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The London Institute for Contemporary Christianity

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Unashamed | How the gospel makes sense of life

Paul, a servant of Christ Jesus, called to be an apostle and set apart for the gospel of God – the gospel he promised beforehand through his prophets in the Holy Scriptures regarding his Son, who as to his earthly life was a descendant of David, and who through the Spirit of holiness was appointed the Son of God in power by his resurrection from the dead: Jesus Christ our Lord…

For I am not ashamed of the gospel, because it is the power of God that brings salvation to everyone who believes: first to the Jew, then to the Gentile

ROMANS 1:1–4, 16

 


 

In the past, I’ve known what it feels like to be ‘ashamed’ of my faith. But studying Romans has lifted off some fear and increased my confidence. Here’s why.

First, the gospel is a rooted story: ‘promised beforehand… in the Holy Scriptures.’

Throughout Romans, Paul frequently references the Old Testament. I find this deeply reassuring. The gospel is not a new philosophy that a brilliant mind made up. Its plot line traces all the way back to Abraham. God called him into a covenant relationship that might restore blessing to all creation. Where Israel failed, the Messiah succeeded and now calls his people to fulfil this global mandate. The gospel story unlocks the larger story.  

This increases my confidence for the same reason being roped to a big boulder reassures me when climbing. It means I’m connected to something much bigger than myself. In Christ, we’re joined to a great story that stretches back to creation and forward into eternity. Our fragile lives are anchored to a faithful God who won’t break his promises. Can you feel the tug of the rope?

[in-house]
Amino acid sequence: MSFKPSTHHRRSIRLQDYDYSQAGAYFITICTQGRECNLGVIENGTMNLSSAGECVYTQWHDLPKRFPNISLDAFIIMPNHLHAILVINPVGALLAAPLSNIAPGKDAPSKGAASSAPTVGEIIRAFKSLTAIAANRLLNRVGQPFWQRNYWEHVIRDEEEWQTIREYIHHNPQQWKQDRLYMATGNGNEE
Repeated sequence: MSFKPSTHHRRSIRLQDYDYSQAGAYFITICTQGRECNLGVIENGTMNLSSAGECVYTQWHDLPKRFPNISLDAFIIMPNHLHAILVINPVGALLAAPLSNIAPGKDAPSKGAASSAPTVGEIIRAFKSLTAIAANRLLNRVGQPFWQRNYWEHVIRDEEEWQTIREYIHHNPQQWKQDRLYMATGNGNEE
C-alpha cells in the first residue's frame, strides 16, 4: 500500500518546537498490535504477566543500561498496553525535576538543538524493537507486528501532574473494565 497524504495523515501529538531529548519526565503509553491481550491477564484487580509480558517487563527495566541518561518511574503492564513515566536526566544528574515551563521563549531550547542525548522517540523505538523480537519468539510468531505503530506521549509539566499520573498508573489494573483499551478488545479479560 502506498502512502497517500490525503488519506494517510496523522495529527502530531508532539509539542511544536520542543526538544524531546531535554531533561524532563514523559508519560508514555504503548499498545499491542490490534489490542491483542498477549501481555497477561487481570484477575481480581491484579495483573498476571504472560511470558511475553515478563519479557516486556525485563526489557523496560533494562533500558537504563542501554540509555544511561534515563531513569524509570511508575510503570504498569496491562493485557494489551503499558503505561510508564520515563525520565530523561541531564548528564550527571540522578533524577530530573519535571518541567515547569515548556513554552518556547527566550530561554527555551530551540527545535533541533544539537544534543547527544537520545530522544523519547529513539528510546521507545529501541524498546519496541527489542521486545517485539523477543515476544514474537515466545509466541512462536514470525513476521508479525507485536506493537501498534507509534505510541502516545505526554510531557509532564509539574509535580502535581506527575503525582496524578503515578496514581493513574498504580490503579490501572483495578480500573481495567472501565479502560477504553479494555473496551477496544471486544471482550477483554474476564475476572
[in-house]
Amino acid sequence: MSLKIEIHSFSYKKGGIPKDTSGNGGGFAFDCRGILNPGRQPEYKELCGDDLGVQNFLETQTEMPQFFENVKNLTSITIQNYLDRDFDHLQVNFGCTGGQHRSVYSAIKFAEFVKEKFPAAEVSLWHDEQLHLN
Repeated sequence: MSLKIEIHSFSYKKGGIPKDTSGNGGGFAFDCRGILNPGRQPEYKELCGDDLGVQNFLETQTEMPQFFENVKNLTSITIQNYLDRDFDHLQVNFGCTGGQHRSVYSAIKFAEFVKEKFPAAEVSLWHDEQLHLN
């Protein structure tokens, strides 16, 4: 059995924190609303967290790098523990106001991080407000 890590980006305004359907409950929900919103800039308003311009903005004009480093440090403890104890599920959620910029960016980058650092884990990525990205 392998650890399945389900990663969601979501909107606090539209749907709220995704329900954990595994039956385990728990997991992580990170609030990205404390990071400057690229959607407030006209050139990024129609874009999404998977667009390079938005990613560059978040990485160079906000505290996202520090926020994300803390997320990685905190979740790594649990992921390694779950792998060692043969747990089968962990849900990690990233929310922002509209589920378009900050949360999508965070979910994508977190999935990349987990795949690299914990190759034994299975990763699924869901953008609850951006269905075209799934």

Second, the gospel is a relevant story: ‘salvation for everyone who believes.’

The gospel is relevant to every inch of life here and now. Jesus was crucified to end the curses of this old creation, and raised to life to inaugurate a new creation. His decisive victory is good news at every level.

 

The gospel confronts those who claim to rule the world and fix our problems. In Paul’s day, this meant Caesar and the Empire. Today it includes expansionist states, Big Tech, and political ideologies. The gospel announces that Jesus is Lord, not Caesar or Google. That’s why Romans relates the gospel to every sphere of life, including sexuality (Romans 1), the environment (Romans 8), revenge culture (Romans 12), state authority (Romans 13), church relations (Romans 14), and global mission (Romans 15). Nothing sits outside the remit of the gospel.  

We may imagine the gospel to be a small, isolated truth. But when we really understand it, we encounter the ‘power of God’ that brings transformation to every sphere of life. No amount of technology, science, education, or activism can fix what’s broken with our world, and you and me therein. Only Jesus Christ can do that.  

The gospel is more rooted and relevant than we’ve dared to imagine. There’s nothing to be ashamed of. In our interactions with friends, families, neighbours, and colleagues this week, let’s live it out and share it on.

Dr Andrew Ollerton
Author of Romans: A letter that makes sense of life 

What’s one way you’ve seen the gospel make a difference in your context? Who will you prayerfully share this with this week?

Want to think more about how the gospel makes sense of everyday life?

Join Dr Andrew Ollerton for a jam-packed day of in-depth teaching, interactive discussion, and practical workshopping that’ll draw on inspiration from his book on Romans. It’s not too late to sign up.

Saturday 16 September | 10am | Sign up now

Comments

  1. Thank you for this, Andrew, so helpful. The all-encompassing nature of the gospel message is surely what every part of our national life needs, as well as each individual. So many of UK’s dire “health”, “social” and “economic” problems have deep spiritual roots, there is such a lack of political understanding of God’s plan for us. Thank you too for the brilliant Bible Course!

    By Jeremy Clare  -  11 Sep 2023

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